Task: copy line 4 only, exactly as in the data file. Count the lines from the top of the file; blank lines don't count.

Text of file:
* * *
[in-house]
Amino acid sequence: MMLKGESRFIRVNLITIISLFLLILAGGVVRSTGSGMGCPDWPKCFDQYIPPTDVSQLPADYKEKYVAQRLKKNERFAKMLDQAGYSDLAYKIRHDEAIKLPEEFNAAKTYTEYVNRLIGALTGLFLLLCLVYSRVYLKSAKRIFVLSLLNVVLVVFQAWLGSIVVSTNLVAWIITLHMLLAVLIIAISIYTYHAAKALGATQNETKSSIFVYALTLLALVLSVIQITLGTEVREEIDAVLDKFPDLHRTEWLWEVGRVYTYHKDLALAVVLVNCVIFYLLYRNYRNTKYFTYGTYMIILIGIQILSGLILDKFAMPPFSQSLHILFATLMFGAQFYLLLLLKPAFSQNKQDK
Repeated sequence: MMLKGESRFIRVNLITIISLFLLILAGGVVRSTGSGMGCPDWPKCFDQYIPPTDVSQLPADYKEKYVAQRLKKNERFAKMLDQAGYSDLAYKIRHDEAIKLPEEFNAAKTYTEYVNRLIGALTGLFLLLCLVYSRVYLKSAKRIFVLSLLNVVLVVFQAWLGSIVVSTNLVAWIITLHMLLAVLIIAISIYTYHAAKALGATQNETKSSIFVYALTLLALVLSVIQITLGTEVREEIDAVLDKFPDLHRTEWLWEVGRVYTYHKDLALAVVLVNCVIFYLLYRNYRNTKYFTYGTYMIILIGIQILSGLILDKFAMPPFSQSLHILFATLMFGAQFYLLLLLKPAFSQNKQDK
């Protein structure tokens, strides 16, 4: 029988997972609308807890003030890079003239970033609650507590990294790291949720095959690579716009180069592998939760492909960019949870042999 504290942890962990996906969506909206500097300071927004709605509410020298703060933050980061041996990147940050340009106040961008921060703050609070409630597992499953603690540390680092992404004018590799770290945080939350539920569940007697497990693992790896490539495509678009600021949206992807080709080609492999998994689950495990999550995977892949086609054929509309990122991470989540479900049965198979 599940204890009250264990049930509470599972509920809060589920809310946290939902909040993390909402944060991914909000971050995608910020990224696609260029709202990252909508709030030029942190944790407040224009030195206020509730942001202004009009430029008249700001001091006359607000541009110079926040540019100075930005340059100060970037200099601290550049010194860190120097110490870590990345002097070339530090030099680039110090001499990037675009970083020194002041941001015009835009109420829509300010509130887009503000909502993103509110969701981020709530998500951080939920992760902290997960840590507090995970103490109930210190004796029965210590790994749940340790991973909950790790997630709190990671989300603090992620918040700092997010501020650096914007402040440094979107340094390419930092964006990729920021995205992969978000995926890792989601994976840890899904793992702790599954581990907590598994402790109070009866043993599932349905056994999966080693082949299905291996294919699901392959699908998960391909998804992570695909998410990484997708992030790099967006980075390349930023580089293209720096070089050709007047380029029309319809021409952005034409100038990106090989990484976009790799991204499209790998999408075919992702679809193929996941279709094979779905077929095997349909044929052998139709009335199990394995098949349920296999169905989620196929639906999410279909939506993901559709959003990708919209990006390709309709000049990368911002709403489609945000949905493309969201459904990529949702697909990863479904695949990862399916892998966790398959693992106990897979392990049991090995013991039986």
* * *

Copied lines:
């Protein structure tokens, strides 16, 4: 029988997972609308807890003030890079003239970033609650507590990294790291949720095959690579716009180069592998939760492909960019949870042999 504290942890962990996906969506909206500097300071927004709605509410020298703060933050980061041996990147940050340009106040961008921060703050609070409630597992499953603690540390680092992404004018590799770290945080939350539920569940007697497990693992790896490539495509678009600021949206992807080709080609492999998994689950495990999550995977892949086609054929509309990122991470989540479900049965198979 599940204890009250264990049930509470599972509920809060589920809310946290939902909040993390909402944060991914909000971050995608910020990224696609260029709202990252909508709030030029942190944790407040224009030195206020509730942001202004009009430029008249700001001091006359607000541009110079926040540019100075930005340059100060970037200099601290550049010194860190120097110490870590990345002097070339530090030099680039110090001499990037675009970083020194002041941001015009835009109420829509300010509130887009503000909502993103509110969701981020709530998500951080939920992760902290997960840590507090995970103490109930210190004796029965210590790994749940340790991973909950790790997630709190990671989300603090992620918040700092997010501020650096914007402040440094979107340094390419930092964006990729920021995205992969978000995926890792989601994976840890899904793992702790599954581990907590598994402790109070009866043993599932349905056994999966080693082949299905291996294919699901392959699908998960391909998804992570695909998410990484997708992030790099967006980075390349930023580089293209720096070089050709007047380029029309319809021409952005034409100038990106090989990484976009790799991204499209790998999408075919992702679809193929996941279709094979779905077929095997349909044929052998139709009335199990394995098949349920296999169905989620196929639906999410279909939506993901559709959003990708919209990006390709309709000049990368911002709403489609945000949905493309969201459904990529949702697909990863479904695949990862399916892998966790398959693992106990897979392990049991090995013991039986």